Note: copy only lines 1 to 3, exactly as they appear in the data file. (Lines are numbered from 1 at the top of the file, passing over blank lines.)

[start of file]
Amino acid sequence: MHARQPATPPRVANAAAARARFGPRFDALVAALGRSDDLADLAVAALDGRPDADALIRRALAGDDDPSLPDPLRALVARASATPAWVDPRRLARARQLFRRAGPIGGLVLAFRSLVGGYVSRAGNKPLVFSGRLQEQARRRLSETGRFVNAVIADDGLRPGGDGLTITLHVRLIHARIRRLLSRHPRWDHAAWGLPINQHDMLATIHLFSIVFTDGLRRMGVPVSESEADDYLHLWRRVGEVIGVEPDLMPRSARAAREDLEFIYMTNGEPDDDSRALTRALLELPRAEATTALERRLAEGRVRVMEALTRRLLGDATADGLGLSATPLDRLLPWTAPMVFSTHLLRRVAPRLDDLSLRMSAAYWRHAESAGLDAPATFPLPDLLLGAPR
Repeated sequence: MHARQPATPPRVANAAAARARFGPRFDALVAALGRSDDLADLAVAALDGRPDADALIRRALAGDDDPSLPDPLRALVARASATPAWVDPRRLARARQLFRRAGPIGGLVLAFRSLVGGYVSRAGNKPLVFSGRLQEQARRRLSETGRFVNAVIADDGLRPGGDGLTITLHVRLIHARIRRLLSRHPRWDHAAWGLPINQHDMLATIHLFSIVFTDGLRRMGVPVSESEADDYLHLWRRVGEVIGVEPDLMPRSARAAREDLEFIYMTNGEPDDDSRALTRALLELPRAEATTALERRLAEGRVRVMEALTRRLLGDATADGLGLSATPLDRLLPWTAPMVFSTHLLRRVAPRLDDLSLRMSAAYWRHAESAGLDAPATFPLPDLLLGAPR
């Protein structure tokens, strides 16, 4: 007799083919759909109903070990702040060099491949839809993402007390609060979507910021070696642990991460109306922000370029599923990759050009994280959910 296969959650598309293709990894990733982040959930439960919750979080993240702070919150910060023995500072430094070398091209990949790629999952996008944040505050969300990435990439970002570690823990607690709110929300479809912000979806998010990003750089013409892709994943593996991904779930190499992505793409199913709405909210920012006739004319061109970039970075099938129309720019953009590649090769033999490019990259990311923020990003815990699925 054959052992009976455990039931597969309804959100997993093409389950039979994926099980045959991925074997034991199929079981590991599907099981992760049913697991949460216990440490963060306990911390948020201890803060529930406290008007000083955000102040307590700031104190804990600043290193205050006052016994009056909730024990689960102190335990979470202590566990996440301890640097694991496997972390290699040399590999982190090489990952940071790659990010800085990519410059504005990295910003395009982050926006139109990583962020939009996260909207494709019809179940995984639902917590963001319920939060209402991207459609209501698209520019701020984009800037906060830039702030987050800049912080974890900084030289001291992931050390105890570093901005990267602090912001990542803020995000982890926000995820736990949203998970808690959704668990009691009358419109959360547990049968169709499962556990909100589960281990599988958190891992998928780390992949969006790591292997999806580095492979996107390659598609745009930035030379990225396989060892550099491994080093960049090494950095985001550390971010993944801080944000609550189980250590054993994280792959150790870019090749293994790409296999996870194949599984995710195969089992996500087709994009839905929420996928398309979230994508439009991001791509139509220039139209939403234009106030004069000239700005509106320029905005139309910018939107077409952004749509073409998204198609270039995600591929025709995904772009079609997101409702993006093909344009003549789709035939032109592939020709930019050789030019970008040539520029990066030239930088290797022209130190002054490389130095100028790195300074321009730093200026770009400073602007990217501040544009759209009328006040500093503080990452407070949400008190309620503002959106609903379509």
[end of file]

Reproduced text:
Amino acid sequence: MHARQPATPPRVANAAAARARFGPRFDALVAALGRSDDLADLAVAALDGRPDADALIRRALAGDDDPSLPDPLRALVARASATPAWVDPRRLARARQLFRRAGPIGGLVLAFRSLVGGYVSRAGNKPLVFSGRLQEQARRRLSETGRFVNAVIADDGLRPGGDGLTITLHVRLIHARIRRLLSRHPRWDHAAWGLPINQHDMLATIHLFSIVFTDGLRRMGVPVSESEADDYLHLWRRVGEVIGVEPDLMPRSARAAREDLEFIYMTNGEPDDDSRALTRALLELPRAEATTALERRLAEGRVRVMEALTRRLLGDATADGLGLSATPLDRLLPWTAPMVFSTHLLRRVAPRLDDLSLRMSAAYWRHAESAGLDAPATFPLPDLLLGAPR
Repeated sequence: MHARQPATPPRVANAAAARARFGPRFDALVAALGRSDDLADLAVAALDGRPDADALIRRALAGDDDPSLPDPLRALVARASATPAWVDPRRLARARQLFRRAGPIGGLVLAFRSLVGGYVSRAGNKPLVFSGRLQEQARRRLSETGRFVNAVIADDGLRPGGDGLTITLHVRLIHARIRRLLSRHPRWDHAAWGLPINQHDMLATIHLFSIVFTDGLRRMGVPVSESEADDYLHLWRRVGEVIGVEPDLMPRSARAAREDLEFIYMTNGEPDDDSRALTRALLELPRAEATTALERRLAEGRVRVMEALTRRLLGDATADGLGLSATPLDRLLPWTAPMVFSTHLLRRVAPRLDDLSLRMSAAYWRHAESAGLDAPATFPLPDLLLGAPR
């Protein structure tokens, strides 16, 4: 007799083919759909109903070990702040060099491949839809993402007390609060979507910021070696642990991460109306922000370029599923990759050009994280959910 296969959650598309293709990894990733982040959930439960919750979080993240702070919150910060023995500072430094070398091209990949790629999952996008944040505050969300990435990439970002570690823990607690709110929300479809912000979806998010990003750089013409892709994943593996991904779930190499992505793409199913709405909210920012006739004319061109970039970075099938129309720019953009590649090769033999490019990259990311923020990003815990699925 054959052992009976455990039931597969309804959100997993093409389950039979994926099980045959991925074997034991199929079981590991599907099981992760049913697991949460216990440490963060306990911390948020201890803060529930406290008007000083955000102040307590700031104190804990600043290193205050006052016994009056909730024990689960102190335990979470202590566990996440301890640097694991496997972390290699040399590999982190090489990952940071790659990010800085990519410059504005990295910003395009982050926006139109990583962020939009996260909207494709019809179940995984639902917590963001319920939060209402991207459609209501698209520019701020984009800037906060830039702030987050800049912080974890900084030289001291992931050390105890570093901005990267602090912001990542803020995000982890926000995820736990949203998970808690959704668990009691009358419109959360547990049968169709499962556990909100589960281990599988958190891992998928780390992949969006790591292997999806580095492979996107390659598609745009930035030379990225396989060892550099491994080093960049090494950095985001550390971010993944801080944000609550189980250590054993994280792959150790870019090749293994790409296999996870194949599984995710195969089992996500087709994009839905929420996928398309979230994508439009991001791509139509220039139209939403234009106030004069000239700005509106320029905005139309910018939107077409952004749509073409998204198609270039995600591929025709995904772009079609997101409702993006093909344009003549789709035939032109592939020709930019050789030019970008040539520029990066030239930088290797022209130190002054490389130095100028790195300074321009730093200026770009400073602007990217501040544009759209009328006040500093503080990452407070949400008190309620503002959106609903379509």